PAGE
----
Interview with Daniel Scott: Head of Rope Access Division

Interview with Daniel Scott: Head of Rope Access Division

Dan Scott
Head of Rope Access Division, Stadium Support Services

Can you tell us what Rope Access is?

Rope Access is a means of accessing areas and places using trained operatives who utilise industrial climbing techniques and methods. It’s very different from the recreational climbing that people know, in that it is far more robust and safe.

Originally it was used within the Oil and Gas industry where they had difficulty accessing certain areas of a rig and needed the skills of climbers to get there and carry out the jobs required.

Are there many people or industries using Rope Access contractors?

I’ve seen it grow considerably in my time on the ropes however there is still an antiquated use of traditional methods like mobile platforms and scaffolding which really isn’t applicable to modern structures and size of buildings.

As buildings get more and more intricate and complicated Rope Access really starts to shine. It’s crazy it’s taken so long to be noticed as the fastest, safest, and cheapest form of access.

Is it safe?

Absolutely, it is by far the safest form of high-level work and that is finally being realised. There used to be fear surrounding it as people were uneasy with technicians being so exposed, but you can research for yourself that it is proven to be the safest means of work like this. As an IRATA Level 3 myself, I can say for sure that no operative on the ropes puts their own life at risk for the task at hand. We all take great care in what we’re doing because we’re the ones that would pay the price if we didn’t.

What does IRATA Level 3 mean?

IRATA stands for Industrial Rope Access Trade Association. It is the main governing body in the UK, but they also operate internationally. It is pretty much seen as the industry standard for any Rope Access division. As I mentioned before, it came from the oil and gas industry in and around the 80’s. They needed to start to set some rules and guidelines for operations that were going on to ensure the safety of the people working on the ropes. There are 3 levels to the IRATA training system. You must have worked for a minimum of 1 year or 1000 hours at each level to progress. Level 3 means that you have been trained to the highest standard and are a supervising technician. It also shows that you have been trained to rescue in most scenarios.

Have you had to rescue people?

Thankfully I haven’t had to rescue anyone, although I have performed a few staged rescues. I used to be part of the rescue team for the Emirates cable car in London and I’m also a trainee USAR technician for an International Urban Search and Rescue charity team called S.A.R.A.I.D.

So what is your role at Stadium Support Services?

I head up the Rope Access Division at SSS. We have a great vision and passion for what Rope Access can do and think the combination of our industry experience and reputation enables us to deliver something great. We’ve carried out some high-profile projects such as works at Twickenham Stadium, Wembley Stadium, Sixways Stadium, the Kia Oval and the HS2 project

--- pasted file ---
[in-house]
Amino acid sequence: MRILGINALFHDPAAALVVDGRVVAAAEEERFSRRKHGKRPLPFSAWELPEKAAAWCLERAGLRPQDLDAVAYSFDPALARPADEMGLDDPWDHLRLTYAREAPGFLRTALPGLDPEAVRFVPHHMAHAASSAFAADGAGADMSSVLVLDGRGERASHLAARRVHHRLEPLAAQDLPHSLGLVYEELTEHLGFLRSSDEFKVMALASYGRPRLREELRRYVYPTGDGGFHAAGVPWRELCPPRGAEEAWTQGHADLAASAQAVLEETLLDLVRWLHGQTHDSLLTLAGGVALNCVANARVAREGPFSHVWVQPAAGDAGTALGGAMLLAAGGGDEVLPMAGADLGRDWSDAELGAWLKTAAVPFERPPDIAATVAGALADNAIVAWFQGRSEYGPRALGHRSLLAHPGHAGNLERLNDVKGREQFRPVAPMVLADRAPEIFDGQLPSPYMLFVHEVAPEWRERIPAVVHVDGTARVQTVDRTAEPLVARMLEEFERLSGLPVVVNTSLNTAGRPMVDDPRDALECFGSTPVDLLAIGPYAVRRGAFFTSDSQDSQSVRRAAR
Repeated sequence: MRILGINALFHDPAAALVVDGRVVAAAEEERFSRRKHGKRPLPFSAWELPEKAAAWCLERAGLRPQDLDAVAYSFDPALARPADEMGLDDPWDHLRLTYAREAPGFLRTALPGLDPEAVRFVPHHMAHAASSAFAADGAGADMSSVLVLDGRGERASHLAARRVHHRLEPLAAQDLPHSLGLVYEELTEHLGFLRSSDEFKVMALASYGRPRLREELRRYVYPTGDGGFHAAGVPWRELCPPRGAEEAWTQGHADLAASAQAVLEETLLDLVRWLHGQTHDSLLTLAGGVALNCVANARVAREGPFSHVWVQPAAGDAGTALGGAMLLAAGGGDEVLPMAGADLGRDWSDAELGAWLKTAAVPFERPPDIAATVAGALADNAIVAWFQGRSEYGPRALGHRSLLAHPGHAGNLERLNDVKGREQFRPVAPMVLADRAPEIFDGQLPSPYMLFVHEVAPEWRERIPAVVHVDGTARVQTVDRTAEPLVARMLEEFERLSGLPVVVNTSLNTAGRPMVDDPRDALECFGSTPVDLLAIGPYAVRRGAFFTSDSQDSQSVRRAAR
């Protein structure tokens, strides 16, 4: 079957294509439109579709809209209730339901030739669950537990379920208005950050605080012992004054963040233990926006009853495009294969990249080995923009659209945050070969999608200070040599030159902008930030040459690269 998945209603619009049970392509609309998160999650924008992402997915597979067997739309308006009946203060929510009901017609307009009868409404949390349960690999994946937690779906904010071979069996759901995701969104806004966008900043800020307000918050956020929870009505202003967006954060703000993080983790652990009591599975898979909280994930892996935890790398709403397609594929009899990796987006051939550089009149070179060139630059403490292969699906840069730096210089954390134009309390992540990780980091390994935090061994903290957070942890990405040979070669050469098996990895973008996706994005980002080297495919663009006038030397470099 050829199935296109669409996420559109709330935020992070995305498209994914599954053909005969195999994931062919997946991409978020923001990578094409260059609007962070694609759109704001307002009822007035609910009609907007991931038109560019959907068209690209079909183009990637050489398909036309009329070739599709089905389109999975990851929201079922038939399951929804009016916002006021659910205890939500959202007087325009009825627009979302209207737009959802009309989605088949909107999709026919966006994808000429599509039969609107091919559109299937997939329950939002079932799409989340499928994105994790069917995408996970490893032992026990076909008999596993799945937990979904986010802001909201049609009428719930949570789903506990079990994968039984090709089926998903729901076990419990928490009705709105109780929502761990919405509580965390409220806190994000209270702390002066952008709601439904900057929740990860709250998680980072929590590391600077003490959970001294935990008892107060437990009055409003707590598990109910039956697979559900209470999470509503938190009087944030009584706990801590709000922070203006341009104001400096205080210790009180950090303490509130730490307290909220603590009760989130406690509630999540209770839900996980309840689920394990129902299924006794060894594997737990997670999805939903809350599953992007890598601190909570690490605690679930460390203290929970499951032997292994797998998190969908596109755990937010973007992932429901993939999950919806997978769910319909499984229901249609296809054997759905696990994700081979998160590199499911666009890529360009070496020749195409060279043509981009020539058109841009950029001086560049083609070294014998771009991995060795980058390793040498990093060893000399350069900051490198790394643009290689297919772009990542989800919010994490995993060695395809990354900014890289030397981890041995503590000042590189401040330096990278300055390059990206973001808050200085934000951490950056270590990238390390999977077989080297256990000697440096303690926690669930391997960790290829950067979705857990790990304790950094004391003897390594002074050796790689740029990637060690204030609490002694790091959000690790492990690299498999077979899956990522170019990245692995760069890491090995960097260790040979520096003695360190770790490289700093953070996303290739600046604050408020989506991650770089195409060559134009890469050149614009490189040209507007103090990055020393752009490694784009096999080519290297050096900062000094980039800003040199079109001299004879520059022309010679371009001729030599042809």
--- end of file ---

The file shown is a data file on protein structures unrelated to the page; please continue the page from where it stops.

Do you operate in Stadia only?

No, not at all. We carry out all kinds of Rope Access works like Working at Height Consultation, Construction Works, Rescue Teams, Maintenance, Event Rigging, Commercial buildings, Pest Control, Condition Surveys, Cleaning and many more.

What is your own working background?

I have predominantly a construction-based background, I started building agricultural buildings when I was 16, timber frame structures mostly. Pretty much always been working at heights in one way or another. After that first job, I went to events and rigged grandstand seating like large-scale scaffolding. I did this in the summers whilst living out in the Alps where I started working with the cable car maintenance teams. During this time, I decided to train for my IRATA. Then I moved back to the UK to work in London in Rope Access and spent a few years in London on buildings like the Shard, 20 Fenchurch Street, and the Tower in Vauxhall.

It was a great time for Rope Access in the city. Following my 7 years as a subcontractor for the last 8 years I’ve been managing Rope Access teams all over the country in many different sectors. So, are you now completely office based? Not entirely no, I try to be on the ropes at least every week and more if I can. I must ensure things are being done correctly on site and that can only be achieved by getting on the ropes myself. I think it’s important to stay involved, so then you know what you’re expecting of your team.

Have you got any big projects on the horizon?

Ah ha, well that would be telling! Put it this way, we’re working with some big clients the likes of the RFU, The FA at Wembley, CBRE and of course the Kia Oval so I would say to watch this space as well as some interesting partnerships with overseas companies looking to make an impact here in the UK.

I’m really excited about the projects we have in the pipeline for 2023 and look forward to not only showcasing Rope Access but also highlighting Stadium Support Services as the go-to company for all Stadium and building maintenance.

International Womens Day Interview with Mags Knowles

International Womens Day Interview with Mags Knowles

Mags Knowles
Site Supervisor, Stadium Support Services

Since 1911, International Women’s Day has been a global marker, that draws focus to the goal of a gender-equal world free of discrimination, bias, and stereotypes.

Women are shaping the future of FM as an industry and are key to identifying the needs of women as end-users. We sat down with Mags Knowles, Site Supervisor stationed at Farnborough International, to get to know her better and explore her career journey within Stadium Support Services.

How long have you worked in Facilities Management?

Stadium Support Services has been my first role in Facilities Management. I started out with some apprehension, not fully knowing what to expect but my experience has been fantastic. I always say if you love what you do, you don’t work a day in your life, and this is certainly true throughout my experience in this business. I have been here for three years and am proud to have worked my way up to Site Supervisor in this time.